MICHAEL JACKSON DREAMS AND PROJECTS – JANUARY 1983
“SMASH HITS” Magazine, January 6, 1983
. . .or are they all round at Michael Jackson’s placemaking platinum-selling records and movies? An everyday story of rich and famous folk, starring Steven Spielberg and Adam Ant and Paul McCartney and Mark Ellen.
MICHAEL JACKSON doesn’t often do interviews. This is partly because he’s much happier expressing himself his music than words; and partly because a lot of the people who actually get to meet or talk with him are left with the distinct impression that he’s just a little strange. And he is. And seeing that— at the tender age of 23 — he is already chalked up some of the most colossal sales figures in recording history, he’s got every right to be.
For much of the time, this faraway voice on the ‘phone has the high-pitched, incredulous tone of a six-year-old at a perpetual firework party. The mention of particular films, books, and songs that he likes are greeted with sudden gasps of wonder and delight as if this was the first time he’s ever encountered them. Judging by the meager portion of the ‘real world’ he’s ever really exposed to these days, it’s easy to believe that the youngest Jackson brother is actually a visitor from some distant planet.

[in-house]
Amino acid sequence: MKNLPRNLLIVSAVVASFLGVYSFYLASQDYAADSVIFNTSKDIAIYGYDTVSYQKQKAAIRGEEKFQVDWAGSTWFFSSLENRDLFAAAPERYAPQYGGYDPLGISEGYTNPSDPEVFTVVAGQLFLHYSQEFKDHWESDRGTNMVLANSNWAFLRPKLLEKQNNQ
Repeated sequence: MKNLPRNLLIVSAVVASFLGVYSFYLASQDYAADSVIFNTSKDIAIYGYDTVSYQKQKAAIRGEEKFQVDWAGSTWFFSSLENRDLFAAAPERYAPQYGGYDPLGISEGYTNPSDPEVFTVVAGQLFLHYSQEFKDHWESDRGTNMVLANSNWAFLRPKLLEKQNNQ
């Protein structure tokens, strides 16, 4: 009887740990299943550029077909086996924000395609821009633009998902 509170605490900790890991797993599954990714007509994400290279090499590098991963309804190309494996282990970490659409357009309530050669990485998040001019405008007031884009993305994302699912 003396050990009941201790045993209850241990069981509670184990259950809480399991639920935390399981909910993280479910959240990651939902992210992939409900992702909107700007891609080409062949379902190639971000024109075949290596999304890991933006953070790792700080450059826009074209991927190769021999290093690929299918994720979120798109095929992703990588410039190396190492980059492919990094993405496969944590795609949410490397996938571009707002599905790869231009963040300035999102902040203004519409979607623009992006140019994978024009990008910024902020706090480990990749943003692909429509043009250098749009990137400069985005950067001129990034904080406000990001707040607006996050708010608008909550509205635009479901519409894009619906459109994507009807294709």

He’s calling from his home in The Valley of California, just outside Los Angeles, where he lives with his parents, Katherine and Joe, and his two sisters. This resides in a luxurious belt of costly villas surrounded by orange and lemon groves, a little sudden, he says after a recent rainstorm.
After a full 13 years of adulation from press, fans and record company magnates—the Jackson Five first hit the jackpot in ’69 when he was just 10 — Michael’s become something of a recluse. He seems perfectly content to shut himself away in a curious fairytale world of science fiction and cartoon fantasy — or “magic” as he calls it — from which he draws the inspiration for his songwriting. ” I like things,” as he puts it, “that when a person hears or sees them, they are just totally blown away.”